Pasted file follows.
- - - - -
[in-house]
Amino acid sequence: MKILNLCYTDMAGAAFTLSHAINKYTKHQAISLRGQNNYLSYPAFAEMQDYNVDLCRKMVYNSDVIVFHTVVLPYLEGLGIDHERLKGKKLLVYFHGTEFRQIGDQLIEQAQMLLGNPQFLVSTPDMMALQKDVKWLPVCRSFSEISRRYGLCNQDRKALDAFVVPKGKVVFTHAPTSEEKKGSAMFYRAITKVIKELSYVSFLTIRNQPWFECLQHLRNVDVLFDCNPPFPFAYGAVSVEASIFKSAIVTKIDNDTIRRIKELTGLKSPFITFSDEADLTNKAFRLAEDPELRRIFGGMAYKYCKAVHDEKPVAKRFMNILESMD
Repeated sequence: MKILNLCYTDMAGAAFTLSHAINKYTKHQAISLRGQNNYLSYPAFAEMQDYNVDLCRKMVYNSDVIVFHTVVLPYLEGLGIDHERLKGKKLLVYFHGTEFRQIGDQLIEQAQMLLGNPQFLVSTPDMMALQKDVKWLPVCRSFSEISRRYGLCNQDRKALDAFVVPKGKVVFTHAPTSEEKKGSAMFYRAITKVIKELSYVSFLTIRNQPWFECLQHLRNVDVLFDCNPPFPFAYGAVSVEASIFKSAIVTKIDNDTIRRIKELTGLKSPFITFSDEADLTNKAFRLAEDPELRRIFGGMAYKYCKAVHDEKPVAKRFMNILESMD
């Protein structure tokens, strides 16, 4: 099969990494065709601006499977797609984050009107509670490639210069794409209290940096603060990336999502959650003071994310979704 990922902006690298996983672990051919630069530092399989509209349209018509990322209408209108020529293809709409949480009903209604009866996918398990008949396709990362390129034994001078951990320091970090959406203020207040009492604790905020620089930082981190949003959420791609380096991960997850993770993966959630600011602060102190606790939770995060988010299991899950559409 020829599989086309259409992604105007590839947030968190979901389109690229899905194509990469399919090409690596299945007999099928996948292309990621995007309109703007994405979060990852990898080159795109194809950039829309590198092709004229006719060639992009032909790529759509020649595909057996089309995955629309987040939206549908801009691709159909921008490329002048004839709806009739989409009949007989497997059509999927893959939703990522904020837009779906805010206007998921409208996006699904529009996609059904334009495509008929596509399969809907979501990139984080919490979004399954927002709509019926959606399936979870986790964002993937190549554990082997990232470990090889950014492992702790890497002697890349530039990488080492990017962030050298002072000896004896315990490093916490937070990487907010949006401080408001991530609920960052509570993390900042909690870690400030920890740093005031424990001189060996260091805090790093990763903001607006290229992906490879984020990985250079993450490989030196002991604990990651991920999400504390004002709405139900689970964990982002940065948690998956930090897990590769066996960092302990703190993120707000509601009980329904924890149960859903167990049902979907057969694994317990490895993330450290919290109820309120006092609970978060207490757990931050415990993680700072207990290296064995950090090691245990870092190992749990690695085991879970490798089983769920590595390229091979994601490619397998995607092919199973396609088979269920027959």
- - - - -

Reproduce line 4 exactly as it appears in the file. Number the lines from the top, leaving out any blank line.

């Protein structure tokens, strides 16, 4: 099969990494065709601006499977797609984050009107509670490639210069794409209290940096603060990336999502959650003071994310979704 990922902006690298996983672990051919630069530092399989509209349209018509990322209408209108020529293809709409949480009903209604009866996918398990008949396709990362390129034994001078951990320091970090959406203020207040009492604790905020620089930082981190949003959420791609380096991960997850993770993966959630600011602060102190606790939770995060988010299991899950559409 020829599989086309259409992604105007590839947030968190979901389109690229899905194509990469399919090409690596299945007999099928996948292309990621995007309109703007994405979060990852990898080159795109194809950039829309590198092709004229006719060639992009032909790529759509020649595909057996089309995955629309987040939206549908801009691709159909921008490329002048004839709806009739989409009949007989497997059509999927893959939703990522904020837009779906805010206007998921409208996006699904529009996609059904334009495509008929596509399969809907979501990139984080919490979004399954927002709509019926959606399936979870986790964002993937190549554990082997990232470990090889950014492992702790890497002697890349530039990488080492990017962030050298002072000896004896315990490093916490937070990487907010949006401080408001991530609920960052509570993390900042909690870690400030920890740093005031424990001189060996260091805090790093990763903001607006290229992906490879984020990985250079993450490989030196002991604990990651991920999400504390004002709405139900689970964990982002940065948690998956930090897990590769066996960092302990703190993120707000509601009980329904924890149960859903167990049902979907057969694994317990490895993330450290919290109820309120006092609970978060207490757990931050415990993680700072207990290296064995950090090691245990870092190992749990690695085991879970490798089983769920590595390229091979994601490619397998995607092919199973396609088979269920027959």